Booker Book Review : Exit West

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Intro: This is the third in the series of Booker nominated book reviews that I’m doing in collaboration with Writenlive. Read her wonderful review of the book here.

Synopsis from Goodreads :
In a country teetering on the brink of civil war, two young people meet—sensual, fiercely independent Nadia and gentle, restrained Saeed. They embark on a furtive love affair and are soon cloistered in a premature intimacy by the unrest roiling their city. When it explodes, turning familiar streets into a patchwork of checkpoints and bomb blasts, they begin to hear whispers about doors—doors that can whisk people far away, if perilously and for a price. As the violence escalates, Nadia and Saeed decide that they no longer have a choice. Leaving their homeland and their old lives behind, they find a door and step through.
Exit West follows these characters as they emerge into an alien and uncertain future, struggling to hold on to each other, to their past, to the very sense of who they are. Profoundly intimate and powerfully inventive, it tells an unforgettable story of love, loyalty, and courage that is both completely of our time and for all time.
Review :
There is a scene in Exit West where Saeed and Nadia, the two protagonists of the story, are sitting with each other and trying to feel what the other is going about. There are few, if any, words spoken, and there’s the desire to speak a few, although that remains unfulfilled. Exit West has many such scenes that go beyond themselves to add up to a satisfying narrative.
The book starts in an unnamed city that is facing a war-like situation between the govt forces and the militant rebels. The protagonists are normal, everyday people who are drawn to each other. The difference here is that the author reverses the gender stereotypes. So, Saeed is the soft-spoken, homely and religious young man and Nadia is the fiercely independent 21st century-woman. She wears an “all-concealing black robe,” covering everything except for her eyes, “So men don’t f**k with me.” When the fighting escalates and casualties mount, Saeed and Nadia decide it best to leave the city for someplace else, through one of the “doors” they have heard about. The doors are a neat little plot device, as they can transport people from one place to the other, anywhere on the globe. Furthermore, despite being Muslims, Nadia and Saeed are universal characters, independent of the shackles of time and space. The pain and the difficulties that they go through are universal themes, and the issue of refugees, while quite topical at the moment, owing to the influx of Syrian migrants in Europe, is going to be, as always, one of the burning issues for mankind. Take a peek into the horrors that Myanmar’s Rohingyas are facing. (caution: it is a rather graphic article).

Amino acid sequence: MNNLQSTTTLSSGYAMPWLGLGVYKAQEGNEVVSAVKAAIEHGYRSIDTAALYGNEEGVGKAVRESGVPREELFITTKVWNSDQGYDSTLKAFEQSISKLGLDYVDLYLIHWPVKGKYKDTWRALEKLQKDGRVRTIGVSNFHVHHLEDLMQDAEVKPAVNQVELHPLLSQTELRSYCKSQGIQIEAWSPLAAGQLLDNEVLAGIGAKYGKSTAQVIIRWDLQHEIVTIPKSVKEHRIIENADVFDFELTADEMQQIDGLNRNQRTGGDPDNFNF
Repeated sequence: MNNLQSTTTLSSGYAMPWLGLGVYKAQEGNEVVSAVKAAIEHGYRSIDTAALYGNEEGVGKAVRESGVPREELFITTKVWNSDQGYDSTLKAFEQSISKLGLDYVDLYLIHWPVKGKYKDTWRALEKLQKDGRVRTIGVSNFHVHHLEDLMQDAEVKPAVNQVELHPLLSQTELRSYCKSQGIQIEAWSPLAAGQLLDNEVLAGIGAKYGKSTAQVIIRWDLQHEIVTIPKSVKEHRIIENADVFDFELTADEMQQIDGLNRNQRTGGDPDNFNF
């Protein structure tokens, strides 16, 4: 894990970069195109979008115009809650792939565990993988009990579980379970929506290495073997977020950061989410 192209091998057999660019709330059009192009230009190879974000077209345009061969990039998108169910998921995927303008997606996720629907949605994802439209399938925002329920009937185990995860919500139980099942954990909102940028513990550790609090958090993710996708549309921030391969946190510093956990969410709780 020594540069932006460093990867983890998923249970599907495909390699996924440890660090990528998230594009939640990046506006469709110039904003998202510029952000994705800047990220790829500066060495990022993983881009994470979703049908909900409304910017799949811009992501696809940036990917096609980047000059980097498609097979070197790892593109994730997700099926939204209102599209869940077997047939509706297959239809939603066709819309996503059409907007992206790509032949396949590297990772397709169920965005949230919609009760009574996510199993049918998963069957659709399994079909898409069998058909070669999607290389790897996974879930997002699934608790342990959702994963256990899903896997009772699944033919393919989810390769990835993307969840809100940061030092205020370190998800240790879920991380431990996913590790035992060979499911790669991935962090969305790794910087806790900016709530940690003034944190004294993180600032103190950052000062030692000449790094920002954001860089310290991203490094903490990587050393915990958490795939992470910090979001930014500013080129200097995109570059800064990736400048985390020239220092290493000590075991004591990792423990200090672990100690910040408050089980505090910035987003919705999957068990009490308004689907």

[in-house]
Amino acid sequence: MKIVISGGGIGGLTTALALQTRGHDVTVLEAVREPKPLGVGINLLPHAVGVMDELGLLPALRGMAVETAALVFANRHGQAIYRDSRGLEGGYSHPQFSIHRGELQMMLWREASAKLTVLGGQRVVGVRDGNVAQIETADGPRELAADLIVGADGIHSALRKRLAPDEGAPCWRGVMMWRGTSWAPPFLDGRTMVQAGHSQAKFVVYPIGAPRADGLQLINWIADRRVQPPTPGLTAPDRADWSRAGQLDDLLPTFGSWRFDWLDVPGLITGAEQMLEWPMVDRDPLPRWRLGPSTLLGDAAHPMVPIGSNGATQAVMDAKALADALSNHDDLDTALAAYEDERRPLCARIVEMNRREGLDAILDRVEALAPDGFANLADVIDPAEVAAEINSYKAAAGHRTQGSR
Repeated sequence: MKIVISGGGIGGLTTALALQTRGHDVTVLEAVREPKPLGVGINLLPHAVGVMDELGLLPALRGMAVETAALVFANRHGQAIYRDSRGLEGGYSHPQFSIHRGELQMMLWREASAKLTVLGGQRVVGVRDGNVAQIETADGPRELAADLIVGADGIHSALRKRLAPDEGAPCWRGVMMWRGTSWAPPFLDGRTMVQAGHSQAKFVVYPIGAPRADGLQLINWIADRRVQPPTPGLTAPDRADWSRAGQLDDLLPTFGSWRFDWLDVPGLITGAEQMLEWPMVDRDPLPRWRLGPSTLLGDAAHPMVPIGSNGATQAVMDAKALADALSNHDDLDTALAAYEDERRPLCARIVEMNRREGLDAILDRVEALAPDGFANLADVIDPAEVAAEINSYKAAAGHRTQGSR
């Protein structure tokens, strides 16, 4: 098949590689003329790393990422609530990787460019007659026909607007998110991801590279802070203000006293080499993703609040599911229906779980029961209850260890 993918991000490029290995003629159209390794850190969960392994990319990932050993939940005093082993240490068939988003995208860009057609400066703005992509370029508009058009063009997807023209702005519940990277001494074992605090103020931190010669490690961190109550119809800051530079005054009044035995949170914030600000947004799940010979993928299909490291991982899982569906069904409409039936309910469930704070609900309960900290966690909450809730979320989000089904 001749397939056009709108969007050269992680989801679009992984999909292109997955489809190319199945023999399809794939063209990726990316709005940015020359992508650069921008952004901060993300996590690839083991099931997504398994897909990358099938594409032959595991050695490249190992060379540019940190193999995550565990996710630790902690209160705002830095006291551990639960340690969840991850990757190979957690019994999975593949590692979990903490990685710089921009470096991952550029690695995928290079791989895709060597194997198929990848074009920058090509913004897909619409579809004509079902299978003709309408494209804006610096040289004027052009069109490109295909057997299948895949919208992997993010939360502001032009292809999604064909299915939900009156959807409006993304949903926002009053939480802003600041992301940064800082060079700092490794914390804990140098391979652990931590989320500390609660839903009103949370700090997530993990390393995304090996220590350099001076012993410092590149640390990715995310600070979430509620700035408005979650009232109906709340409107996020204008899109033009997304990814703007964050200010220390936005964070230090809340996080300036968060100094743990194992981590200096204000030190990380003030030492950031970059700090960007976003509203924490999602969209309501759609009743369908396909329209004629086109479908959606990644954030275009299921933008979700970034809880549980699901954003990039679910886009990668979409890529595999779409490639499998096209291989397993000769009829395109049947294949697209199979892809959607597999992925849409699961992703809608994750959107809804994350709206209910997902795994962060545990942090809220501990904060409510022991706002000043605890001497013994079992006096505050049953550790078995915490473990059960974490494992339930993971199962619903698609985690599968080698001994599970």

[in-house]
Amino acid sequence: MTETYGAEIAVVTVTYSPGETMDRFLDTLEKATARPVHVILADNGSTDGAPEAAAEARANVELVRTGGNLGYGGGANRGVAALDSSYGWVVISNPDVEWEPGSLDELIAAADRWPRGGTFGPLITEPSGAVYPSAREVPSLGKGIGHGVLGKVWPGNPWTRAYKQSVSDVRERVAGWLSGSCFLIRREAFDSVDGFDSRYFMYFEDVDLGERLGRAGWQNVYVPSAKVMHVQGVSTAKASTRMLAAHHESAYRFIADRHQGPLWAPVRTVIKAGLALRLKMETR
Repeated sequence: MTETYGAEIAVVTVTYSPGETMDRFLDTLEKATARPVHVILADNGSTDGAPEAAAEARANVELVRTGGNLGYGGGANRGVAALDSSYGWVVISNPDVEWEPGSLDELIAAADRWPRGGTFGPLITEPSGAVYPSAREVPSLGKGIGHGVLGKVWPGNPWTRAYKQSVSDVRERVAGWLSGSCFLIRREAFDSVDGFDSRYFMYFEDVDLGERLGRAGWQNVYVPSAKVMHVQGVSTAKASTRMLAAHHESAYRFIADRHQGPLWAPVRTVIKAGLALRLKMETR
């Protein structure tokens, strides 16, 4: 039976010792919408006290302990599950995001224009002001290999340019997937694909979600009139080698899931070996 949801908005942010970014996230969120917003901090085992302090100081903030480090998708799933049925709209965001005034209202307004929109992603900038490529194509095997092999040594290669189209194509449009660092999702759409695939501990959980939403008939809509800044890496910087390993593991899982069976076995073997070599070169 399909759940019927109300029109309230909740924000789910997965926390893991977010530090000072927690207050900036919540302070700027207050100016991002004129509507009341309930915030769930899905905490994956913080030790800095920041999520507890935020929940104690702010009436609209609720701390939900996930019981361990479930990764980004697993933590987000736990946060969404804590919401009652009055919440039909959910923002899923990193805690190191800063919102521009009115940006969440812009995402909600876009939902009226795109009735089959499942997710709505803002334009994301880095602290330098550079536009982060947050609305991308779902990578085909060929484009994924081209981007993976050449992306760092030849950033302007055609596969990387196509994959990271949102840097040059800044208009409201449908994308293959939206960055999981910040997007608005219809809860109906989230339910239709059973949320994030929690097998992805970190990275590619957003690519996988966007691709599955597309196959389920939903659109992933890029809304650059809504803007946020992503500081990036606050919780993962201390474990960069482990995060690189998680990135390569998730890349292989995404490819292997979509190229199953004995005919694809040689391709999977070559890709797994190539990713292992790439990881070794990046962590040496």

The book doesn’t flinch from describing violence. Take a look at this :
For Nadia this person was her cousin, a man of considerable determination and intellect, who even when he was young had never cared much for play, who seemed to laugh only rarely, who had won medals in school and decided to become a doctor, who had successfully emigrated abroad, who returned once a year to visit his parents, and who, along with eighty-five others, was blown by a truck bomb to bits, literally to bits, the largest of which, in Nadia’s cousin’s case, were a head and two-thirds of an arm.